When it comes to land development, more goes into it than meets the eye, and each factor plays a vital role in determining the final sale price of an individual lot. Developers typically analyze a new subdivision in terms of the entire project, including the infrastructure, landscaping, major and arterial roads, and other necessities. The cost and eventual profitability of land development can vary greatly from one subdivision to the next due to numerous major factors. First, the price of the raw land itself. Some developers in Regina have held land for several decades, purchasing it for significantly less than its market value today. Of course, this strategy is somewhat speculative as the direction of urban growth can be difficult to predict and holding the land for a long period of time came with expensive financing and opportunity costs. The second factor is existing infrastructure. While some new subdivisions can build on existing infrastructure – major roadways, water mains, etc. – others may require major infrastructure investment to ensure functional services, such as a sanitary lift station, which adds millions to the construction cost. One of the major challenges in land development being that the development is typically in the red until the last 10% of lots are sold, meaning there can be significant risk and calculated speculation involved in land development. That risk is usually compensated through higher return than if the capital was invested in a less risky and shorter time horizon investment.
Although Regina’s community plan has placed a greater emphasis on infill development. The growth of our community in the Official Community Plan (OCP) is at 30% Infill and 70% Greenfield. The development of residential housing within existing communities with a focus on increasing densification – most of the new residential development is continuing to come from greenfield development – expanding the city’s boundaries. It is important to note that new greenfield neighborhoods are developed at higher densities than the existing City footprint.
Greenfield and Infill development come with their own set of challenges, but while greenfield development may require completely new infrastructure additions, developers expressed an appreciation for the greater predictability that comes with greenfield. In contrast, while Service Agreement Fees were not applied to infill projects at the time of the study, a different set of municipal requirements apply, and there can be unforeseen challenges in upgrading or transforming existing infrastructure. In 2018, the City of Regina did approve a new Intensification Levy of $3,808 per person on any intensification projects with the existing City foot print, established in the OCP.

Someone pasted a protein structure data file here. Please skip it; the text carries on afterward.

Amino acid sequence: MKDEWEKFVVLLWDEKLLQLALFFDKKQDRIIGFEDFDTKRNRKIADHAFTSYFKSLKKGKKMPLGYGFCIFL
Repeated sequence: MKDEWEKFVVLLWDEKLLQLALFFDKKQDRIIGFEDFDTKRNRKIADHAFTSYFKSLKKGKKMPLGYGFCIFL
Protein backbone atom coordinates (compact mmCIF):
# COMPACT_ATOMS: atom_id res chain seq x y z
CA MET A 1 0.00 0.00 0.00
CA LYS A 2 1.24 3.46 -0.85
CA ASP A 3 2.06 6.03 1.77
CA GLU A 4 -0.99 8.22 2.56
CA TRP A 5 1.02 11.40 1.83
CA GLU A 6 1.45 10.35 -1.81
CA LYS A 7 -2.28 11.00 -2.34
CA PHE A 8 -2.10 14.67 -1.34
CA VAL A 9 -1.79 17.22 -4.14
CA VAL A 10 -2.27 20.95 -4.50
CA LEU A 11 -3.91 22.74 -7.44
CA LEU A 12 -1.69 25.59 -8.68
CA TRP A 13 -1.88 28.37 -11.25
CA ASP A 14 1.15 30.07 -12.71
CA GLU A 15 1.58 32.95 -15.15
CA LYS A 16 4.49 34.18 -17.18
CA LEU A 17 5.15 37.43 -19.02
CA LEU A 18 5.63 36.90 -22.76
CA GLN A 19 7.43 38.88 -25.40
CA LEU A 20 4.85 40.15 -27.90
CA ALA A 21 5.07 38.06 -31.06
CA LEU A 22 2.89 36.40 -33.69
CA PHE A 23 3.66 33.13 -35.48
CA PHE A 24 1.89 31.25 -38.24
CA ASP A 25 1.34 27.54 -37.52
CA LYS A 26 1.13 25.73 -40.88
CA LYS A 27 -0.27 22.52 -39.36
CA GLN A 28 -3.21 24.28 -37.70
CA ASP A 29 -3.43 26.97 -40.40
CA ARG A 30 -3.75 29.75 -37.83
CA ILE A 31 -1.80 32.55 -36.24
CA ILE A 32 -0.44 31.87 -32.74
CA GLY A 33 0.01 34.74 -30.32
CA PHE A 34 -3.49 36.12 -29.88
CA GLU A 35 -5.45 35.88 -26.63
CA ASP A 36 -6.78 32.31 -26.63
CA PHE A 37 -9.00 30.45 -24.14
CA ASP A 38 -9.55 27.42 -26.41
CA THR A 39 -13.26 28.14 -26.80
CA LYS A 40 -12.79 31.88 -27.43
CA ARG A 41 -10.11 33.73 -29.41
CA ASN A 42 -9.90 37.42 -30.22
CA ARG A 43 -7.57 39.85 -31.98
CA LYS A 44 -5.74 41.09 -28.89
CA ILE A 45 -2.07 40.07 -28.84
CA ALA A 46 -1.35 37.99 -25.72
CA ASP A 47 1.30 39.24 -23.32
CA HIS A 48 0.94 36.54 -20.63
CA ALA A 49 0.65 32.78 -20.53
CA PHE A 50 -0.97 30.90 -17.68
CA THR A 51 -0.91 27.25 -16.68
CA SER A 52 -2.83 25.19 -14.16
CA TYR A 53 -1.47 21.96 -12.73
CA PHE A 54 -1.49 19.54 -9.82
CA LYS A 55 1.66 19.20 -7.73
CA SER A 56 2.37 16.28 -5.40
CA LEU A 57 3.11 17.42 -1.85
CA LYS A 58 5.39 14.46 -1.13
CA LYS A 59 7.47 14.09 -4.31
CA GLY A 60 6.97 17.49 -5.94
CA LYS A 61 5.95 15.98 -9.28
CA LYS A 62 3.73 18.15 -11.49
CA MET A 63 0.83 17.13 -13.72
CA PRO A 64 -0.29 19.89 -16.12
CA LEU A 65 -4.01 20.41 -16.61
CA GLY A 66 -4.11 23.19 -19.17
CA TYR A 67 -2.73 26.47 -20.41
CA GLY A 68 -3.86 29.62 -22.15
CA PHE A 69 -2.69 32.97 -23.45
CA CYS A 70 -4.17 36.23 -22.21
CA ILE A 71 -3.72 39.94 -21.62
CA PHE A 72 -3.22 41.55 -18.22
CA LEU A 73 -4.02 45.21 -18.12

A common misconception when purchasing a home is that land developers look at a project in terms of the individual lot cost, but this is far from the case. Instead, developers typically consider the cost of the entire subdivision, including everything from major infrastructure (including water, sewage, landscaping, parks, and roads) to the minor details (including streetlights and sidewalks). It can be very difficult to determine exactly how much an individual lot costs to develop, but developers will typically allocate costs on a front-foot basis.
Although there is much more complexity, we have broken down development costs into eight categories:
|Category||Description||% of Cost|
|Raw Land||the cost of raw, undeveloped land.||15.3%|
|Government fees and levies||all fees and levies charged by the government, charged on nearly every aspect of developing a subdivision.||20.3%|
|Consulting and engineering fees for
planning and design
|the cost of planning and subdivision design, engineering, and consulting.||6.9%|
|Onsite construction services||the cost of for landscaping, surveying, and other onsite services (such as sewage, electricity, roads, and gas lines).||41.4%|
|Overhead||management, administration, and legal fees.||12.0%|
|Financing||the carrying cost of holding land.||2.2%|